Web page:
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Maintaining a Loaded Magazine

Discussion in 'General Gun Discussions' started by Bat22, Apr 8, 2009.

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  1. Bat22

    Bat22 Member

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    I favor my revolver for home defense partly because I'm concerned for my semi-auto's magazine springs, though I am quicker with a magazine over a speed loader. But I'm reconsidering my selection and would like hearing others' thoughts.

    I've heard of cycling mags every few months or just letting the mag wait until the SHTF; I was concerned with easing the tension of a loaded mag's spring but I also hear that repeated loading and unloading - compressing and decompressing - would wear the spring faster than just letting it sit. And do folks load the mag all the way or leave it partially empty?
     
  2. Brian Dale

    Brian Dale Member

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    Step 1: don't worry about it.

    Magazine springs wear from load/unload cycles. Load 'em and leave 'em or, better yet, rotate mags as you use up old ammo in practice.

    I recently bought a Colt .22 Auto pistol made in about 1926. The bluing's almost all gone, but the mag works just fine. Pssst--magazine springs are Made Of Steel. Besides, Wolff will sell you all of the springs that you want. Buy a couple of extras just for fun. It's not a problem. :)

    On the revolver question: I like revolvers just 'cause I'm cool like that. ;)
     
  3. SaMx

    SaMx Member

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    a mag spring will wear out going through cycles, not remaining compressed. And if the magazine was designed properly even then you shouldn't have problems, as long as the stress is kept below the fatigue limit.

    we actually covered this subject in my materials engineering class a few weeks ago (not the subject exactly, but cyclical fatigue in springs and things like that.)
     
  4. SaMx

    SaMx Member

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    oops, double feed.
     
  5. KyJim

    KyJim Member

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    I agree that the springs are not an issue in storing a magazine loaded. However, some magazines may have feed lips which spread or crack when stored loaded over a long period of time. High quality steel feed lips shouldn't be a problem but I know that ACT 1911 mags had a problem with their feed lips cracking, though I don't know if this was related to storing them loaded.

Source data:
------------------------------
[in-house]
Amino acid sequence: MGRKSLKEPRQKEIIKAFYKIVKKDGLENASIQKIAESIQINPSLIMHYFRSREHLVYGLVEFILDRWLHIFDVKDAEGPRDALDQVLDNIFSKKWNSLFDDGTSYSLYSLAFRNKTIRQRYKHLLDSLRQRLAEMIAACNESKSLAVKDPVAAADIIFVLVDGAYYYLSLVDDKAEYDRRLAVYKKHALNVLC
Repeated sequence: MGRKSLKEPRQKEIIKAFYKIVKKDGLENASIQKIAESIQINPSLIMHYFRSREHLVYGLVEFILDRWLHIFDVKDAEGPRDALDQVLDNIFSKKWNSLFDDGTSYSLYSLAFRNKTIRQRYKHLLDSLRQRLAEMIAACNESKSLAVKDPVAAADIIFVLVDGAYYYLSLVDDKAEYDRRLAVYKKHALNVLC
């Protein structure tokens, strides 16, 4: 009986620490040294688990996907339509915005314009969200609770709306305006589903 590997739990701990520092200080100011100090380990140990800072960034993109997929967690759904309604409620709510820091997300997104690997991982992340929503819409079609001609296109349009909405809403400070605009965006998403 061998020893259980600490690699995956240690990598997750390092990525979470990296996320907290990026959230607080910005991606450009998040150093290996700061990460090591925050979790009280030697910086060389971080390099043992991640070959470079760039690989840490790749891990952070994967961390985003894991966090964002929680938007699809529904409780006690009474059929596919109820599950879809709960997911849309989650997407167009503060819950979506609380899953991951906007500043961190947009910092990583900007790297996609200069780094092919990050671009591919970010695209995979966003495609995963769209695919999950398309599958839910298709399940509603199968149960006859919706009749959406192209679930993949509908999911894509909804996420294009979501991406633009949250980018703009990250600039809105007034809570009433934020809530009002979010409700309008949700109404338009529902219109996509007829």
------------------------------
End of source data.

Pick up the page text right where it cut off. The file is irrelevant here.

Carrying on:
Also, if I'm not mistaken, AR-15 GI spec mags (aluminum) have feed lips that may spread when stored loaded for a long period of time. That's one reason Magpul mags are popular.

    Bottom line, don't worry about storing pistol mags loaded so long as you are using quality magazines.
     
  6. yeti

    yeti Member

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    I like revolvers because they are cooler than I am, in a retro sort of way.:cool:

    I'm just old.:(
     
  7. gym

    gym member

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    I have glock mags loaded for 10 years, Just shot one recently to see and it worked fine
     
  8. Trebor

    Trebor Member

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    If you buy good quality mags, such as original factory mags or Mec Gar mags, you shouldn't have any problems with spring wear from keeping the mag loaded.

    Now, if you buy "iffy" aftermarket mags that use cheap springs, they might be more suspectible to taking a set or have other problems due to corners being cut in the manufacturing process.

    Btw, you should never have only one or two mags for any autoloading firearm. Mags do break or get damaged and if your only mags goes down, you are SOL.
     
  9. moooose102

    moooose102 Member

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    Leave it loaded. But, use compressed air every few weeks and blow out any garbage that collects (clothes lint, dirt, etc.) that will accumulate during carrying it. I also blow out the pistol as well. The reason? After carrying one of my semi-autos for roughly three months, i used it just out of the blue (target practice) and it jammed after the first shot. I was certainly suprised. Anyway, when i got home, i tore it down and found a bunch of lint throughout the gun. Keep it clean! I was luckey that i did not need to use it for defense!
     
  10. Bat22

    Bat22 Member

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    Thanks a lot for the feedback, guys. My mind's a lot more at ease now. :eek:
     
  11. largecaliber

    largecaliber Member

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    I have one magazine that I have always kept loaded and I have had it since 1974 and it still works great. Buy a good quality magazine and don't worry about it. Just don't buy a cheepy and you will be fine.
     
  12. searcher451

    searcher451 Member

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    What wears out magazines is loading and unloading them constantly. If the magazine is of good quality and properly made, steady pressure on the springs is no issue at all. I've kept magazines loaded for upwards of 15 years, then taken them to range and used them without incident or issue.
     
  13. runrabbitrun

    runrabbitrun member

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